Deploying gene-editing tempts man to play ‘creator’
This past winter a Chinese doctor made headlines when he claimed he created the first genetically modified human embryos who were successfully nurtured to birth.
The doctor used a developing biotechnology known as CRISPR-Cas9 that allows scientists to genetically edit cells. The technique holds the potential to treat a variety of genetic disorders such as cystic fibrosis and sickle cell disease, and more complex conditions like cancers and heart disease.
As promising as that sounds, deploying gene-editing to human embryos is rife with ethical questions: concerns about experimentation on minors, human embryo destruction, the creation of life in a lab, “designer babies,” the boundary between therapy and “enhancement,” and interventions in the genome that will be passed on to future generations.
Genetically modified human embryos raise new versions of old bioethical problems, as well as some new ones.
First, countless embryonic human beings were killed in the process that led to the live birth of these genetically modified children. Like all “assisted reproductive technologies,” many more embryos are created than are implanted and subsequently delivered. The remaining embryonic human beings are either frozen in perpetuity or destroyed.
We should also care about the dignity of life in its origins. There is great danger in creating children in the laboratory, treating human subjects as objects of technological mastery. That will have profound moral and cultural implications as science progresses: societies can then view human life—all life, modified or not—as something that can easily be toyed with and discarded.
We forget the fact that children should be begotten, not made, at our peril. We should be wary of practices that separate the life-giving act from the lovemaking act. Indeed, these new technologies are misnamed. They don’t “assist”— they replace fertility and procreation with reproduction in a sterile lab. Human beings are to be welcomed as gifts, not manufactured as products.
The technologies behind the manufacture of babies raise new questions, too. The CRISPRCas9 procedure allows scientists to take further steps down the road to creating designer babies. This would allow parents—or other authorities— to dictate the characteristics of future people.
There’s also the specter of a kind of “brave new world” genetic arms race. Imagine John Edwards’ ‘Two Americas,’ but between the genetic haves and the genetic have-nots. An America where certain wealthy (and morally unscrupulous people) design super-babies, while everyone else remains “unenhanced.” It isn’t hard to fathom how these new technologies could be deployed in the hands of racist, eugenicist, or genocidal governments of the future.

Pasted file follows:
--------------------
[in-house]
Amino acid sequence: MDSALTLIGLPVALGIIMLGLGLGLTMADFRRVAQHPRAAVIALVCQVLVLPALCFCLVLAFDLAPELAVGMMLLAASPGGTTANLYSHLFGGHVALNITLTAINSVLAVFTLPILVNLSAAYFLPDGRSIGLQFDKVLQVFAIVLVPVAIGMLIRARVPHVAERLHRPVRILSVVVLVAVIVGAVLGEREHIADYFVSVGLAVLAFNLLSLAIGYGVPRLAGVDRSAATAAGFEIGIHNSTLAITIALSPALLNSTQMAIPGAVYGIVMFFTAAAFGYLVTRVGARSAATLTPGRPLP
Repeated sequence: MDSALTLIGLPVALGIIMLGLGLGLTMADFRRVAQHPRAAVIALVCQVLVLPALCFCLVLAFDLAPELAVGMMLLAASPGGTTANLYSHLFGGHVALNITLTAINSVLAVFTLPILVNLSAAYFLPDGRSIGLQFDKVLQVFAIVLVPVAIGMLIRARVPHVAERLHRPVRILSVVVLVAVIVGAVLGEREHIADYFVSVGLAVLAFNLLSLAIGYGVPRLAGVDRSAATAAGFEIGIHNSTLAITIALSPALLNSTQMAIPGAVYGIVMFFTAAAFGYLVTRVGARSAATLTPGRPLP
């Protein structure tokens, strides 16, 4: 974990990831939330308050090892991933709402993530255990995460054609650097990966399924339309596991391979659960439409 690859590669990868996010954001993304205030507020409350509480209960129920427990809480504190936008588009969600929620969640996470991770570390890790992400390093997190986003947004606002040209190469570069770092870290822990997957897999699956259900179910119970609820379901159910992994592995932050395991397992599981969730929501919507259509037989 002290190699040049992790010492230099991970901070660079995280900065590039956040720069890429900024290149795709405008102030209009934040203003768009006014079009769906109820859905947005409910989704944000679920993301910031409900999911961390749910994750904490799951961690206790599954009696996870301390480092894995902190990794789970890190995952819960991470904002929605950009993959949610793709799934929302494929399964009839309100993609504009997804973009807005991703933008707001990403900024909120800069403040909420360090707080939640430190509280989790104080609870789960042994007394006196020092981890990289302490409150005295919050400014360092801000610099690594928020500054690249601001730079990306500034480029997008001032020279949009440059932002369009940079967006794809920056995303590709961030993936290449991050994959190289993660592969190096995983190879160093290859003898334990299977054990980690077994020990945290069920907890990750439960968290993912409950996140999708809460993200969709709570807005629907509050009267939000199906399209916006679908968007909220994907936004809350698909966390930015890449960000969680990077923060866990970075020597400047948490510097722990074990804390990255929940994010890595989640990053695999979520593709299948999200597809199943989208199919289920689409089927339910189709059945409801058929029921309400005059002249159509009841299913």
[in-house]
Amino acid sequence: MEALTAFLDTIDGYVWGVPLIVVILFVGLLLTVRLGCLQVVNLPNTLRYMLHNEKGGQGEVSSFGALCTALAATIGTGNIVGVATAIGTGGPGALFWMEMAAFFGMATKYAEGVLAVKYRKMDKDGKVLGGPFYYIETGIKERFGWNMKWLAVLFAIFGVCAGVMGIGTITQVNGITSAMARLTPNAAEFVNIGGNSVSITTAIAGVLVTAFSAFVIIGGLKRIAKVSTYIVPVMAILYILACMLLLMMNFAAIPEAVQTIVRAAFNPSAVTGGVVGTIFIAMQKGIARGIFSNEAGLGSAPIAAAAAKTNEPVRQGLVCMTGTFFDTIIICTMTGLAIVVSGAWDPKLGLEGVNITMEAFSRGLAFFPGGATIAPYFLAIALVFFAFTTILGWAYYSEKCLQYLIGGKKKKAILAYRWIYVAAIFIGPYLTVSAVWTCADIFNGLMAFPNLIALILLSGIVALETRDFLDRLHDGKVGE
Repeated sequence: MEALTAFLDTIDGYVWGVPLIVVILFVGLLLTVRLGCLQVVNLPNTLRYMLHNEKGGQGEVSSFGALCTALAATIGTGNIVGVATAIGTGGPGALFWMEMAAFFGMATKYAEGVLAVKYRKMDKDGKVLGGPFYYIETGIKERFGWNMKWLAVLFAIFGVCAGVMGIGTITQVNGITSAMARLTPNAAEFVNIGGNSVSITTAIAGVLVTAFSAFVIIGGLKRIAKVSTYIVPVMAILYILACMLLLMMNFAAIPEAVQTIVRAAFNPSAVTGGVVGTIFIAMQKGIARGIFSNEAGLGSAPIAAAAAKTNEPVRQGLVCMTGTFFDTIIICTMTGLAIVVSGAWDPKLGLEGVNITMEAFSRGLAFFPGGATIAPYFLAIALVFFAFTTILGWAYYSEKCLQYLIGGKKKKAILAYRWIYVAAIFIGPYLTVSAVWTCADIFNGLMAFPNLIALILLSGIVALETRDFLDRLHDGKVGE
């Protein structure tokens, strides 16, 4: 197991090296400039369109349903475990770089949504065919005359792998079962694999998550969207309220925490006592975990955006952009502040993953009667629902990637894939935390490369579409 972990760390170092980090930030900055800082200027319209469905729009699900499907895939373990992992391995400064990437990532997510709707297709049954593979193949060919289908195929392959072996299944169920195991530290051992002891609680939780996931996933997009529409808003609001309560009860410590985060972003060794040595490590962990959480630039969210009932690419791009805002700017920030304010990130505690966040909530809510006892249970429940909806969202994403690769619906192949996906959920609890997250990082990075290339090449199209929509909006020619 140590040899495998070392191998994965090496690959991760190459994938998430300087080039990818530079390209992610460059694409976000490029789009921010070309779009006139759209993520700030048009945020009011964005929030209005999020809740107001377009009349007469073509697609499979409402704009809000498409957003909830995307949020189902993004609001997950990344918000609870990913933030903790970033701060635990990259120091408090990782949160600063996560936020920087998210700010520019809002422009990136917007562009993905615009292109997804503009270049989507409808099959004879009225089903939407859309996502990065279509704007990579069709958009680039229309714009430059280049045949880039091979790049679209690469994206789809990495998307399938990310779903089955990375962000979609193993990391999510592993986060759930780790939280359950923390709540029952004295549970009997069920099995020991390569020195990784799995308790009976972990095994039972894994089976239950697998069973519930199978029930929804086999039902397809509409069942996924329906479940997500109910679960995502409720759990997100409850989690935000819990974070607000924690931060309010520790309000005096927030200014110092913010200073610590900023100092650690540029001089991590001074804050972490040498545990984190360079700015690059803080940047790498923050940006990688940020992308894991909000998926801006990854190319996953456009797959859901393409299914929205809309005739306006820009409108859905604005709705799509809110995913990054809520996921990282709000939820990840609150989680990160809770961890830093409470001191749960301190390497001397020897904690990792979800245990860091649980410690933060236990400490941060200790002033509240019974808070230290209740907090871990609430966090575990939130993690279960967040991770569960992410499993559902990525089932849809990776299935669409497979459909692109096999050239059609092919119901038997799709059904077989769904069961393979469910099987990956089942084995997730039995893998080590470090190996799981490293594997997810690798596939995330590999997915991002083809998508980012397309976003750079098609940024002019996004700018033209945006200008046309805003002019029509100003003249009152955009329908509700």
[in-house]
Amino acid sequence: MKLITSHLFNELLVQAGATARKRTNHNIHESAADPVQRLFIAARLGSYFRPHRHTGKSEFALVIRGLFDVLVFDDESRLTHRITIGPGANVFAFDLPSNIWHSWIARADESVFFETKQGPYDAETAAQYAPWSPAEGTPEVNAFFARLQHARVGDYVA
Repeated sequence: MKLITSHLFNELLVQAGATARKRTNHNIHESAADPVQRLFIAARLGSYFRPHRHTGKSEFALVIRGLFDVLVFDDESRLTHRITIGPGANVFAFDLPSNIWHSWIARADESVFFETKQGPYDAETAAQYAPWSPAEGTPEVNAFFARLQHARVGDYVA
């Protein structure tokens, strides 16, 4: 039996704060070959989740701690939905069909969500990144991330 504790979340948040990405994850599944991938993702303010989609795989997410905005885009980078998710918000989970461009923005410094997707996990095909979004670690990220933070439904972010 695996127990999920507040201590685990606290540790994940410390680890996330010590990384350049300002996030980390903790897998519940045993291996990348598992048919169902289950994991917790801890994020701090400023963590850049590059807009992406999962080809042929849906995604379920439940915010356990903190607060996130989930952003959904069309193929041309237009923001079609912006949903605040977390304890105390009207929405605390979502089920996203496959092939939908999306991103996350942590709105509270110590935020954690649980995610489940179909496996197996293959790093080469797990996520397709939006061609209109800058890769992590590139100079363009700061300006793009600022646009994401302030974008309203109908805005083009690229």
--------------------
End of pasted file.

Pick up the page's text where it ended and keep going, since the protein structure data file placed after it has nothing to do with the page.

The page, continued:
As Leon Kass has explained, “As bad as it might be to destroy a creature made in God’s image, it might be very much worse to be creating them after images of one’s own.”
Of course, we have no idea what the consequences — both physical and social — will be to these genetic interventions. Scientists simply don’t know whether knocking out a particular gene will have other, unintended health consequences later. The genetic code is complicated and interconnected, and even a small, well-intentioned modification could have large ramifications.
Furthermore, genetically modifying human embryos will modify their germline (sperm and ova), such that those modifications will transfer to future generations. So, for these Chinese babies, not only has their genome been modified, but their entire lineage could be affected. Right now, it all amounts to an experiment.
Just because we can do something doesn’t mean we should. To avoid the trap of falling into a technocracy, humans must govern technology, not the reverse. We must avoid the trap of becoming Luddites. New biotechnologies hold potential to cure and prevent disease, to promote human flourishing— but only if the deployment of technology is governed by morality.
The experiments in China with genetically modified babies are just the beginning of what could go wrong.
RYAN T. ANDERSON, PH.D. (@RyanTAnd) was a featured speaker at the Legatus 2018 Summit. He is the William E. Simon Senior Research Fellow at The Heritage Foundation and author of the book Truth Overruled: The Future of Marriage and Religious Freedom, and of the recently released When Harry Became Sally: Responding to the Transgender Moment.